Marilynn Martinez and her brother Divad were missing a lot of school. Officials said their parents, Maria and Cesar, were lying that asthma attacks kept the kids at home.
On top of that, their 5-year-old son, Yerek, was showing signs of developing asthma, too.
The parents were getting desperate. Health care workers contacted the Omaha Healthy Kids Alliance.
The organization assessed the Martinez home. The assessment showed that mold, dust, sagging walls and other problems made their rental house beyond the alliance's ability to fix.
And Marilynn and Divad were literally struggling to breathe there.
Healthy Kids representatives helped the family understand their tenant rights and connected them with agencies that could help them relocate. Earlier this year, they moved to a nicer house not far from the old one.
The turnaround in her children's health has been amazing, Maria said. Seven-year-old Divad, who was taking at least 13 pills a day, is down to two. Marilynn, at 17 a talented violinist set to graduate from high school, is no longer taking any asthma medication. School officials have apologized for not believing the Martinezes.
That's one example of how the Healthy Kids Alliance is making children in this city safer and healthier — one house at a time.
Now the alliance has received a huge boost toward fulfilling its mission. With the help of the Omaha Community Foundation, Healthy Kids got a $750,000 grant from the Kresge Foundation. The Omaha group is one of only six programs in the country to receive money through Kresge's Advancing Safe and Healthy Homes Initiative. With the grant, Omaha Healthy Kids Alliance has three years to address lead hazards, asthma triggers, security and damaged or aging construction at 120 Omaha houses to make them healthier and safer.
The organization used some of the grant money to bolster staff to seven full-time employees and three interns, said Kara Eastman, president and CEO. There also are funds in the grant for a city position, a full-time healthy homes inspector.
Each house the alliance targets is allotted an average of $1,500. For some, it's simply a matter of installing carbon monoxide alarms or adding railings to porches. Those types of low-cost fixes help offset the cost of more major projects at other houses.
Representatives from Healthy Kids recently attended a Kresge Foundation conference in California, said Clayton Evans, a healthy homes specialist for the alliance. There they decided on two main goals: sustainability of both the work to be done and the Healthy Kids organization itself — which includes finding additional revenue sources.
Healthy Kids partners with other groups to do some of the work or pay for certain things, and looks for agencies to donate items or services.
“We want to keep the groups and assistance from overlapping,” Eastman said of the agency cooperation.
For instance, she said, “OPPD just donated 600 compact fluorescent bulbs for the homes we work in through our Kresge grant.”
Eastman emphasized that you can find unhealthy homes all over the city. She tells of a Dundee mother who was unintentionally poisoning her new baby with lead dust because she had scraped paint out of window wells, thinking she was making the baby's room safer.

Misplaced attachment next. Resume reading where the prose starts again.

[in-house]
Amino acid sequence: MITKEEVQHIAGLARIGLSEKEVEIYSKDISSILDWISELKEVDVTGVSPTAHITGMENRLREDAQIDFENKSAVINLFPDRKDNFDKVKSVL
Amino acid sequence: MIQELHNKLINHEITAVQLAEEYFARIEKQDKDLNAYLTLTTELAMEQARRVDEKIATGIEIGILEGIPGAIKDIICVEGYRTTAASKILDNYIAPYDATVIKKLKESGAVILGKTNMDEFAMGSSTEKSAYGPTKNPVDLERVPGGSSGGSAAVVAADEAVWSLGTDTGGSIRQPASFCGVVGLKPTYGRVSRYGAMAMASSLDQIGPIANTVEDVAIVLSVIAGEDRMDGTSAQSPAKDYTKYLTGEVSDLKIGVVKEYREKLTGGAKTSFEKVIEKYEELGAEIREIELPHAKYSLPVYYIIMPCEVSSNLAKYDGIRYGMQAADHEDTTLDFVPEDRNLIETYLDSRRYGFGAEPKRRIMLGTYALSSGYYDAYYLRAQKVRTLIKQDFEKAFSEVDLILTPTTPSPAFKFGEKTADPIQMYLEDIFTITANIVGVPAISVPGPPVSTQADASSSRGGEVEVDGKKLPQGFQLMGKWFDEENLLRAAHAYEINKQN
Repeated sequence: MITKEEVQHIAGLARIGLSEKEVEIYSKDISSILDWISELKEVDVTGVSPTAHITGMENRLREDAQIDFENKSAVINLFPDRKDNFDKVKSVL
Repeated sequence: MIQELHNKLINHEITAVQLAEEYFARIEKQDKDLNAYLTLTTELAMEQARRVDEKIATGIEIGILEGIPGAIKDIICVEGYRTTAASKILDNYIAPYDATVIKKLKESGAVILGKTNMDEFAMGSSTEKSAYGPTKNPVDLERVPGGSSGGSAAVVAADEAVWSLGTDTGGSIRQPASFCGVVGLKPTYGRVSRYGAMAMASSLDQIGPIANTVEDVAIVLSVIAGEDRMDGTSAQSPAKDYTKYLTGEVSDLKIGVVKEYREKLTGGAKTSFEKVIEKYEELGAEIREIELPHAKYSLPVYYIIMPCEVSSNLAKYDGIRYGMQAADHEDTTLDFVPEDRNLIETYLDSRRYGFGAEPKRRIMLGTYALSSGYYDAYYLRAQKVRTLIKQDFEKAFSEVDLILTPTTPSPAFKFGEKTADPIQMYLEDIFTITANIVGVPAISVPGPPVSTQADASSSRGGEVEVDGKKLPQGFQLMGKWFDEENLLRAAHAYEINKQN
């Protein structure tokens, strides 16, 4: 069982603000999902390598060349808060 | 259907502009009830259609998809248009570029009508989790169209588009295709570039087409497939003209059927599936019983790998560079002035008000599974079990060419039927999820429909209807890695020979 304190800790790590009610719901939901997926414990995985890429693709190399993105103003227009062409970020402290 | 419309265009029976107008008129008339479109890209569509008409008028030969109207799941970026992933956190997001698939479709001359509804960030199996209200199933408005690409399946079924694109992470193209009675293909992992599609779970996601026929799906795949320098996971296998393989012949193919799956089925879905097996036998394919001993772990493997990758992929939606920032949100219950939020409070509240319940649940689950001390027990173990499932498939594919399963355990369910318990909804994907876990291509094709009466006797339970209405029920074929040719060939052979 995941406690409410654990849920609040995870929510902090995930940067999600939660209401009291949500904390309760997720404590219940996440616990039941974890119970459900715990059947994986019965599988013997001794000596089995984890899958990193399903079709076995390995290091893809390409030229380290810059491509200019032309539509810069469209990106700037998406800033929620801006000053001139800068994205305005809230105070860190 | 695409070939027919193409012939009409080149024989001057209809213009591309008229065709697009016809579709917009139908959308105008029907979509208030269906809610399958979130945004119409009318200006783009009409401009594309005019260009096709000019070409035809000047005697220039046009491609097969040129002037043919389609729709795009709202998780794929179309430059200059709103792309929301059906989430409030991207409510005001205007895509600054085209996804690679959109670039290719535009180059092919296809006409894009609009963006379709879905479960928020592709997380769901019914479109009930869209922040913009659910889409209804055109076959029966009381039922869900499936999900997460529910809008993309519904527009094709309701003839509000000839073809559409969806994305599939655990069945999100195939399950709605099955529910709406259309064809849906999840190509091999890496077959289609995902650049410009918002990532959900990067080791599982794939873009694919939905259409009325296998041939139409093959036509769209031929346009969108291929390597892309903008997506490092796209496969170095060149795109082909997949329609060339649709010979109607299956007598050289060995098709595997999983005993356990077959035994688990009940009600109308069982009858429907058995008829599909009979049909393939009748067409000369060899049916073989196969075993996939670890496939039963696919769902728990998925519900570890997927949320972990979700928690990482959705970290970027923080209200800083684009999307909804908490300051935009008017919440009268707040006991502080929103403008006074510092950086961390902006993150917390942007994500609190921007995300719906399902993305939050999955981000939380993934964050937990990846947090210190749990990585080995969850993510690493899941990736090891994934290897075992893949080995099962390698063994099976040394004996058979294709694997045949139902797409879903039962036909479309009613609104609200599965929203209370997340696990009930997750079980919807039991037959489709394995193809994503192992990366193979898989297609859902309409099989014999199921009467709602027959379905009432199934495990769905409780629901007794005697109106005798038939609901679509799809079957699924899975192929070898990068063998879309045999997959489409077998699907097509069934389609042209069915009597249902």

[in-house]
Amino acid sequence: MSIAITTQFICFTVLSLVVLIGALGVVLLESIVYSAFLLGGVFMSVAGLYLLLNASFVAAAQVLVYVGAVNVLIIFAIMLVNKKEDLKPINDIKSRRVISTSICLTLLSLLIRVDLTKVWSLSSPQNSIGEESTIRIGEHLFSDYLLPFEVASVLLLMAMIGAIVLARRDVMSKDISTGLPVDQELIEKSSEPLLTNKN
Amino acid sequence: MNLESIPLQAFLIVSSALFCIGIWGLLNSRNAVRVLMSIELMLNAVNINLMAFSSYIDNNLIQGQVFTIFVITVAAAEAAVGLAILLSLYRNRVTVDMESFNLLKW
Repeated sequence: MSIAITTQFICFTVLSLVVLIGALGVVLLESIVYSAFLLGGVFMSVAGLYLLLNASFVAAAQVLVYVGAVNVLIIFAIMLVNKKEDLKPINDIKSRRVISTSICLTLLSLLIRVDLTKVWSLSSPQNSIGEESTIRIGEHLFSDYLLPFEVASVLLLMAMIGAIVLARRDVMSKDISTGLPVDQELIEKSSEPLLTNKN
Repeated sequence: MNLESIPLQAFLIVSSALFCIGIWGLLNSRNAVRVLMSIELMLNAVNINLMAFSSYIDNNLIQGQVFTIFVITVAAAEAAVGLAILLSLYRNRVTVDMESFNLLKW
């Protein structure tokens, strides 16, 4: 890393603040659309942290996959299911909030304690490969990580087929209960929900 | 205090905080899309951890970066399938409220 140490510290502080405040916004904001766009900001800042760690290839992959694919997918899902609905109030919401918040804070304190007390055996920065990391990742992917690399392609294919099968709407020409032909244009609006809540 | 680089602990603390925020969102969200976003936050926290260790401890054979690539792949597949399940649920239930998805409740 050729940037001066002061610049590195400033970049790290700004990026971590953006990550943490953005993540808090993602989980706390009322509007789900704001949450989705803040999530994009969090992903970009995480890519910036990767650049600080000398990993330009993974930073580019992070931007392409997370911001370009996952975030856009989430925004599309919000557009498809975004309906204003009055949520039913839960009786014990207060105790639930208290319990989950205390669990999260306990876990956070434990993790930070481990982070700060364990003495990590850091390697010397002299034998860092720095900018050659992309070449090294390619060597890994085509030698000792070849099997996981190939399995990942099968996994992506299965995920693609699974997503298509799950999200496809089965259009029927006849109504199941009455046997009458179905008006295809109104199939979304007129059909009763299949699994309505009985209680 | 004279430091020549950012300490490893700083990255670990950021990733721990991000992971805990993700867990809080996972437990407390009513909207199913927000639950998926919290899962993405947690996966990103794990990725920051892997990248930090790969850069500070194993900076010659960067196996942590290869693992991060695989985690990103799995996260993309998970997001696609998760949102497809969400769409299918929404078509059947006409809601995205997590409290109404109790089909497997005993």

“We don't judge,” Eastman added. “People shouldn't be apprehensive about asking for help.”
Although the Healthy Kids Alliance responds to any request for a home assessment, another agency — such as a city office, social services, a housing organization or clinic — must refer families for the Kresge program.
Seven school-based clinics work with the alliance, as do OneWorld Community Health Centers and the Charles Drew Health Center. They refer families with children who are missing school because of asthma and are living in conditions that promote asthma attacks.
Those conditions no longer exist for the Martinez family. Alliance healthy home specialists recently met with Maria to assess her new house. Smiling, she showed them her clean, lovingly decorated home.
The alliance team used a special vacuum to gather dust from window wells, the basement and other locations in the house. Those samples will be tested for allergens, lead and mold at a lab out of state.
But aside from a few minor problems, the alliance representatives believe the new house is healthy.
So far, Evans said, projects in about 35 homes are underway in different stages, many still in the assessment phase.
Work on Yolanda Dorsey's home in north Omaha is just getting started, and it's already apparent that it won't be a mere $1,500, even with volunteers and donated items and services.
Dorsey, mother of LaMicheal, 16, and Laya, 4, was referred to the Healthy Kids Alliance for her problem, an old house — actually the house she grew up in — that needs structural work as well as cleanup and lead removal. So far, volunteers have cleaned tons of refuse out of the basement and the back porch. ReEnergize put in a new water heater and changed light bulbs to be more energy-efficient.
“There are no words to explain how grateful I am,” Dorsey said as she showed off a now-empty basement and wiped away tears.
But there are still multiple problems upstairs that need to be addressed.
“We'll find the people and the funds to finish it for her,” Evans said.
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